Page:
Israel's forests have been declining for years, and now a groundbreaking study has found a correlation between increasing tree mortality and the mounting incidence of drought.
During arid periods, the study pointed out, not only are forest fires more frequent: the trees are also more vulnerable to harmful insects.
The study, "A nationwide analysis of tree mortality under climate change" was published in the Elsevier journal Forest Ecology and Management. The research was conducted Dr. Tamir Klein of the Department of Plant and Environmental Sciences at the Weizmann Institute in Rehovot, with members of the Jewish National Fund and Prof. Gabriel Schiller of the Volcani Institute for Agricultural Research.
The researchers' sources to estimate the extent of tree mortality in Israel from its establishment in 1948 to 2017. include periodic JNF reports on damage to trees and its causes, surveys of the forests, and satellite images. They also gathered information on climate conditions, including rainfall, which they cross-referenced with data about the condition of the forests.
Worldwide there is a lack of precise information about the extent and causes of tree mortality: the Israeli study was one of the first to collate information at a national level, its authors say. What the reseachers found was a clear correlation between hot, dry years and tree mortality.
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The area of dying and dead trees totaled about 65,000 dunams, out of Israel's total forest area of 1.6 million dunams (about 7 percent of Israel's total area). Ostensibly that does not sound like much. But worryingly, mortality increased in the decade of 1990 to 2010.
Of all the trees that have died since Israel's founding in 1948, no less than 73 percent died during that decade - and under the conditions of climate change, the entire region, Israel included, is expected to become not only hotter, but drier, perhaps irrevocably so.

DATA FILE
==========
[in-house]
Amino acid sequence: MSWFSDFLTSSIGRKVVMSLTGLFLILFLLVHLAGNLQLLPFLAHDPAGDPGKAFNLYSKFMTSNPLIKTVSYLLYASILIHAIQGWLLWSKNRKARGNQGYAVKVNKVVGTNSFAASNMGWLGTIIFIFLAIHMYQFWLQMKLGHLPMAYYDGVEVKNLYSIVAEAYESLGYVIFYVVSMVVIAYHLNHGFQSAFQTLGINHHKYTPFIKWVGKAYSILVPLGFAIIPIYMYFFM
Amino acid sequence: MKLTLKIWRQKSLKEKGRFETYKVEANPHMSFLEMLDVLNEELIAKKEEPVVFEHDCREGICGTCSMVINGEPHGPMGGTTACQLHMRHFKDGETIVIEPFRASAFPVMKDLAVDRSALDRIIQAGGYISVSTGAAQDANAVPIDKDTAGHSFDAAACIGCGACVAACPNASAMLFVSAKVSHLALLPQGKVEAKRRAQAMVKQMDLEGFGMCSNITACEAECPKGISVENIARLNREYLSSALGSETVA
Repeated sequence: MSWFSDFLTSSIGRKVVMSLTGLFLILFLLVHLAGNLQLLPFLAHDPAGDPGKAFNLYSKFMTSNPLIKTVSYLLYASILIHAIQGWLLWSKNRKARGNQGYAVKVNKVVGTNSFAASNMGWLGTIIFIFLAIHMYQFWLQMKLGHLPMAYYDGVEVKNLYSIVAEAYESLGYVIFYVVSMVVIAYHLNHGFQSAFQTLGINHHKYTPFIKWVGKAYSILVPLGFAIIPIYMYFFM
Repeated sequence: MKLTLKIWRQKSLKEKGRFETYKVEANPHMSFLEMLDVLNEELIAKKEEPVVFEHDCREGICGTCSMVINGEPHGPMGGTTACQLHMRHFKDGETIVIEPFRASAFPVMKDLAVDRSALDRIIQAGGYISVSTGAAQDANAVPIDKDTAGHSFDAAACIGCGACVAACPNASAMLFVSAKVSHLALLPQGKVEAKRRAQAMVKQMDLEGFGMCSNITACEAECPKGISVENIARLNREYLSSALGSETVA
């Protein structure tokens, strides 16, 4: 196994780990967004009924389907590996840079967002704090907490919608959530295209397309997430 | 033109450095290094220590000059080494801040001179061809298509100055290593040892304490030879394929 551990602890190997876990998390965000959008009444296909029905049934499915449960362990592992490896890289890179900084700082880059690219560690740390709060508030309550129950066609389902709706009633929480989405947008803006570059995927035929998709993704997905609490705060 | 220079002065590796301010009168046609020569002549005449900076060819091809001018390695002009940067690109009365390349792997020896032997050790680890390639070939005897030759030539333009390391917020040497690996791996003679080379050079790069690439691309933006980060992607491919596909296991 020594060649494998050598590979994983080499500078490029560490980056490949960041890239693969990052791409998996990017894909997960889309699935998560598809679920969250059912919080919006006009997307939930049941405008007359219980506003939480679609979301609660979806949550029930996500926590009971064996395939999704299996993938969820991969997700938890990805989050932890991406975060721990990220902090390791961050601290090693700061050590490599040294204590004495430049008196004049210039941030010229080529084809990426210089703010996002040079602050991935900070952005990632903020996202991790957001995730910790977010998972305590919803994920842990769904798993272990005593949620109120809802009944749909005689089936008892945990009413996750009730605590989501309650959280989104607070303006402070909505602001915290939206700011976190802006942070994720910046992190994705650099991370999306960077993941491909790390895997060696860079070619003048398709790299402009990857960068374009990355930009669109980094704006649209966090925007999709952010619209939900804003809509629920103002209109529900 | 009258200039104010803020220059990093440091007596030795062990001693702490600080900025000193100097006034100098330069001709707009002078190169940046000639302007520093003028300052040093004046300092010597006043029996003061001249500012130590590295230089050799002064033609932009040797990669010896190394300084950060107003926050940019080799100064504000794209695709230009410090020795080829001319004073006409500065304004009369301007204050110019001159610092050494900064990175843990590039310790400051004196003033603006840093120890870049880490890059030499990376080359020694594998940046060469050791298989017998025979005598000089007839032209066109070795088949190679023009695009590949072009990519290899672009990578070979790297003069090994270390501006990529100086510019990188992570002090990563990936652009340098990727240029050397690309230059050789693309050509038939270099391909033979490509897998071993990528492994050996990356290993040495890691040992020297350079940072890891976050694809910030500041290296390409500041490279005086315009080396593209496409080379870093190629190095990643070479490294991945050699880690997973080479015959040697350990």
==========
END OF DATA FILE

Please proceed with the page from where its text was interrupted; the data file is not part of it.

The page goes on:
Meanwhile, the last 30 years have been the hottest and driest in recorded Israeli history and have featured the worst forest fires, including the conflagration in Sha’ar Hagai near Jerusalem in 1995, and the fire on Mount Carmel in 2010, in which 44 people were killed.
Analysis of the causes of tree mortality concluded that about a quarter was directly related to drought: two-thirds of all tree deaths were during drought years.
Fires caused 58 percent of the tree deaths, and snow caused another 13 percent, by leading to their collapse.
Another problem is pests, such as beetles that bore into and damage the bark. The drought apparently also affected the ability of trees to withstand insects: 54 percent of pest-related mortality occurred in years with little rainfall.
The researchers also examined the possible influence of forest fires during the Second Lebanon War, and concluded that in the final analysis it they affected only limited areas. In recent years there have been large fires caused during army training activities, but they didn’t harm forest areas, but mainly grazing areas and weeds.
Another finding is that forests with pine and eucalyptus trees were more badly damaged than trees with broad leaves, including mainly local species such as oaks and terebinths. This is not surprising, since it is known that the local species are better able to withstand dry conditions, to which they have adapted over thousands of years.
“The state of the forests in Israel is still good, and the local forestation project is unique in its scope. Still, the longer the present trends continue, the greater the risk for the forests in the future,” says Klein. “The findings indicate that we must prepare for a future with increased tree mortality in Israel. We have to thin out trees more often to avoid competition that weakens them in dry conditions. We should also plant more varied forests in terms of the composition of species. The JNF is already implementing these changes on the ground, and the lessons of the study may help to reinforce this activity.”